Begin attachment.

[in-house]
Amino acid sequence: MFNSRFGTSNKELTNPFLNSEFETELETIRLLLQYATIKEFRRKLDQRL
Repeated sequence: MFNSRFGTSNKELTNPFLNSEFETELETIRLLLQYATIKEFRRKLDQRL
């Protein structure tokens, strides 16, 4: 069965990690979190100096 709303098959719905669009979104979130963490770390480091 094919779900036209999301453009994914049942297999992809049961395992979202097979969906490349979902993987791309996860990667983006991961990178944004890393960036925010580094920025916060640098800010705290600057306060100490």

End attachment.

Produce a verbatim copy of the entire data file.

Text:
[in-house]
Amino acid sequence: MFNSRFGTSNKELTNPFLNSEFETELETIRLLLQYATIKEFRRKLDQRL
Repeated sequence: MFNSRFGTSNKELTNPFLNSEFETELETIRLLLQYATIKEFRRKLDQRL
């Protein structure tokens, strides 16, 4: 069965990690979190100096 709303098959719905669009979104979130963490770390480091 094919779900036209999301453009994914049942297999992809049961395992979202097979969906490349979902993987791309996860990667983006991961990178944004890393960036925010580094920025916060640098800010705290600057306060100490």